Belmont High School graduates laugh, hug their way through
In the last moment of his high school career, Jared Clough of Canterbury got swept up in the enthusiasm of his classmates and – for old times’ sake – gave one last burst of youthful exuberance.
Belmont High School officials stood ready to give Clough his diploma, the last in the pile, yesterday morning. As he shot the crowd a wide smile and dropped to the stage floor in a split, the crowd, his classmates and the school officials cheered.
“I wasn’t going to do it,” Clough said after graduation. “But my friends in the front row were like, ‘You’ve gotta do it.’ So I did.”
The splits had won him the title of Mr. BHS this spring, and his performance yesterday was the effervescent rainbow on top of a bright and cheerful morning graduation for the Belmont High School Class of 2013, graduating at Meadowbrook in Gilford.
The 105 graduates smiled, laughed and hugged their way through the end of high school.
Both class President Adam Horan and class Adviser Mike Foley told the graduates they “nailed it,” the “it” being both a panoramic photo and four years of high school.
Kayli Ennis, winner of the prestigious Roland Kimball award for engagement and involvement in academics and community, said she woke up at 6:30 yesterday morning, too excited to sleep.
She was the first student to process down the aisle of the pavilion, and she was touched, literally and emotionally, by all the support from the community.
“People were saying things as I walked by, like congratulations, and good job, and they were reaching out and touching us. It was really nice,” she said. “It was people I knew and some I didn’t know. Some were parents of kids I had been friends with but lost touch with when we were in different classes. It’s cool because everyone came to support us all.”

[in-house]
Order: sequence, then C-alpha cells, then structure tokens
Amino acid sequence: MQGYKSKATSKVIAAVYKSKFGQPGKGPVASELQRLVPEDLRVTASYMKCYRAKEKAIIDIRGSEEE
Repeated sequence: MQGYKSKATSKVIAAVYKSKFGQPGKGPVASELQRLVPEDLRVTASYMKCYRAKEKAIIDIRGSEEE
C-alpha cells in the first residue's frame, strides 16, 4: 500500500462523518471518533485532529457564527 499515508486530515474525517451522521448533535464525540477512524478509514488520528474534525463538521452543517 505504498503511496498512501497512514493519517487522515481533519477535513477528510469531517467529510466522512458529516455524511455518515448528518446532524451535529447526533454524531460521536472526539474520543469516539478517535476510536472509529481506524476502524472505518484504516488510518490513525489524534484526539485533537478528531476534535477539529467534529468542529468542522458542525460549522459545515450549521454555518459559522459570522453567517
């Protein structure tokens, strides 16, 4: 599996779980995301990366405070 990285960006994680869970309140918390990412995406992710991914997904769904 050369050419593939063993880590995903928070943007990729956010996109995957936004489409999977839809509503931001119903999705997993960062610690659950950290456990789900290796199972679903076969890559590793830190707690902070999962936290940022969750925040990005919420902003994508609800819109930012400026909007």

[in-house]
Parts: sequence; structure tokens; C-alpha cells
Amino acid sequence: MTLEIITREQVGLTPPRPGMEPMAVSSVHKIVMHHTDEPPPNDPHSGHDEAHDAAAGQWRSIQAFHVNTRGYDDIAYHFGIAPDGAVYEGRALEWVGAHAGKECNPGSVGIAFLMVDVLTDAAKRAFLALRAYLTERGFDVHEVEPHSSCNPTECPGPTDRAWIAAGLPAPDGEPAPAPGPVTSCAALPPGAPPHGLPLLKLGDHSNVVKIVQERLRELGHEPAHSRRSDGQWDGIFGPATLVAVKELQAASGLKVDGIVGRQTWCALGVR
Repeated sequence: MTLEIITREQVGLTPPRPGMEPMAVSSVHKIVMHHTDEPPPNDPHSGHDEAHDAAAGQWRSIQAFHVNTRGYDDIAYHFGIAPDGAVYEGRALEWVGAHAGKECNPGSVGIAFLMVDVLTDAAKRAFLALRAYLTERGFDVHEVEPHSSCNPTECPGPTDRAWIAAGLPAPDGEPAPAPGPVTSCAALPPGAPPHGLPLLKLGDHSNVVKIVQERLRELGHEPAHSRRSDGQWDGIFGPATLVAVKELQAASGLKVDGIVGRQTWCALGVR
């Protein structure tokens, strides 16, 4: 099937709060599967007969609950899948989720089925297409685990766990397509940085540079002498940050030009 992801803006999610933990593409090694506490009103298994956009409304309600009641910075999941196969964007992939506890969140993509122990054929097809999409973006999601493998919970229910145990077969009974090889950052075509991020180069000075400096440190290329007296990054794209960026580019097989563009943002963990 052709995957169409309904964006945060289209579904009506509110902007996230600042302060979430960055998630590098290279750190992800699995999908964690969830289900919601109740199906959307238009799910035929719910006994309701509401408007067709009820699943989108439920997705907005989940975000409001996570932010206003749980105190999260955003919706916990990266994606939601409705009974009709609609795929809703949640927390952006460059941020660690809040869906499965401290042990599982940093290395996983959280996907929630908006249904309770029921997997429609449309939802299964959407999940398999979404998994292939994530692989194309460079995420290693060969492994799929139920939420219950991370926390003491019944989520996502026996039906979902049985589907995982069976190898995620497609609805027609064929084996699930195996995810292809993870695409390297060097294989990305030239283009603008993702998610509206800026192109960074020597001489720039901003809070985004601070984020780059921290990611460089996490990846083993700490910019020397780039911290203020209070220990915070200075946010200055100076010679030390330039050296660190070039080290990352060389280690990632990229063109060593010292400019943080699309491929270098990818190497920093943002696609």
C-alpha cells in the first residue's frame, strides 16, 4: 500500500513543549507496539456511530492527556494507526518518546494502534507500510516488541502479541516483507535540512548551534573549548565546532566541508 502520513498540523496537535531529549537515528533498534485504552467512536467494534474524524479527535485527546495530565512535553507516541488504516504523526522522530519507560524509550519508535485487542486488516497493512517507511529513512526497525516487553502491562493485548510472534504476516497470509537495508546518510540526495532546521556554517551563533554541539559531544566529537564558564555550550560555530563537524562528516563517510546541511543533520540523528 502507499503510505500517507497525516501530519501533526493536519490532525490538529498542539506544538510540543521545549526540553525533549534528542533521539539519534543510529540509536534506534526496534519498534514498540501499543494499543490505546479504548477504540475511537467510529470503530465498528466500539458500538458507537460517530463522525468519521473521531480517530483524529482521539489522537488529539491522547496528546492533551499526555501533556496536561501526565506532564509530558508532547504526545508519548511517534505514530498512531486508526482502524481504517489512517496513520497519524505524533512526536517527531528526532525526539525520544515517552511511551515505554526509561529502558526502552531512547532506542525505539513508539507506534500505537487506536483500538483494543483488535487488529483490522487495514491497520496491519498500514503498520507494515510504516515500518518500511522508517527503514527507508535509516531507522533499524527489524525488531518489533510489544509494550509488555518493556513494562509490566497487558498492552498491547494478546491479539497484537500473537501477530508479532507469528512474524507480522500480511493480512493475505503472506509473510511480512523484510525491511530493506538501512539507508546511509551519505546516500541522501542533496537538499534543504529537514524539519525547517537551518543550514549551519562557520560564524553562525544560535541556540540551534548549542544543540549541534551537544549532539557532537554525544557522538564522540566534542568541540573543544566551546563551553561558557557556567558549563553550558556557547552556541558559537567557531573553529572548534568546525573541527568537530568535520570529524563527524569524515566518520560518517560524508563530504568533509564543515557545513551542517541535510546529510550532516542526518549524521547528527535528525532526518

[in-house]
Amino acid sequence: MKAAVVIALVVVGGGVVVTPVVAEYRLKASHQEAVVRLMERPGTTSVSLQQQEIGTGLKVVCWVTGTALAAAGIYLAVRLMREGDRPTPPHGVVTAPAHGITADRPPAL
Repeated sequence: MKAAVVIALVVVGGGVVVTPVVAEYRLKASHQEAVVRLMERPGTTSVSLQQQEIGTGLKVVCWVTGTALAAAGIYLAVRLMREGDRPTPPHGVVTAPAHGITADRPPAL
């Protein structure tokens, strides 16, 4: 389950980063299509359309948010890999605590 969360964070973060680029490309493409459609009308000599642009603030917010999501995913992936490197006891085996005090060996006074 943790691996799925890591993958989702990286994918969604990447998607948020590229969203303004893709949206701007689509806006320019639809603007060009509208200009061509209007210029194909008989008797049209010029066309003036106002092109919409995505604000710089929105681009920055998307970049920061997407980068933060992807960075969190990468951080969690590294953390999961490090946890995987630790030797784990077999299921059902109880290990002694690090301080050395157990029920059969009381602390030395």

Valedictorian Julia Ashey told the graduates to “unlimit” themselves, advice she first heard as a freshman trying out for the track team and finally understood when she saw the selfless acts of heroism after the Boston Marathon bombings, she said.
Keynote speaker and retiring art teacher Edibeth Farrington cried, a little, at the end of her address.
First, though, she told them the story of how she came to be their art teacher, after lots of other plans didn’t work out.
“Forty-four years ago, on a day just like this, I was sitting on a stage like you are. I had a goal, a direction, a dream. I was going to make my living as an artist,” she said. “After four months of being humiliated by my drawing teacher (at art school), I gave up and dropped out.”
Plan B was professional photography. Plan C, working as a “go-for” for a group of carpenters. Plan D was wife and mother.
Divorced, unemployed and supporting three children on public assistance a few years later, she went back to college. After still a few more detours into landscape design and elementary school art education, she landed, 20 years ago, at Belmont High School.
“I wouldn’t change any of it. . . . I can’t think of anything more satisfying than the acknowledgement I might have made a difference for any one of you,” she said, her voice breaking a little.
“I wish inside your diplomas there was a guide book, a how-to, a step-by-step to reaching your dream with ease. There isn’t. Know that if plan A, B, C, or F or Q doesn’t work, keep going until you find that one thing that makes you feel alive when you’re doing it.”
(Sarah Palermo can be reached at 369-3322 or
firstname.lastname@example.org or on Twitter @SPalermoNews.)